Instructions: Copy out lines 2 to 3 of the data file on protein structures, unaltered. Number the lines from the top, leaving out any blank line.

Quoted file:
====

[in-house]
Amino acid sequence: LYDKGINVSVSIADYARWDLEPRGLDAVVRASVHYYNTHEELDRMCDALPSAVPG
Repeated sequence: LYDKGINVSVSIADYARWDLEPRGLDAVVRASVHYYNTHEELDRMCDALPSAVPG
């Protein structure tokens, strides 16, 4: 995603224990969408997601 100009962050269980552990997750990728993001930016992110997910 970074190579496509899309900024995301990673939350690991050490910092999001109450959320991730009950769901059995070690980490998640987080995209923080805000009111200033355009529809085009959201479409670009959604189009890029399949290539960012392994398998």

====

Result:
Amino acid sequence: LYDKGINVSVSIADYARWDLEPRGLDAVVRASVHYYNTHEELDRMCDALPSAVPG
Repeated sequence: LYDKGINVSVSIADYARWDLEPRGLDAVVRASVHYYNTHEELDRMCDALPSAVPG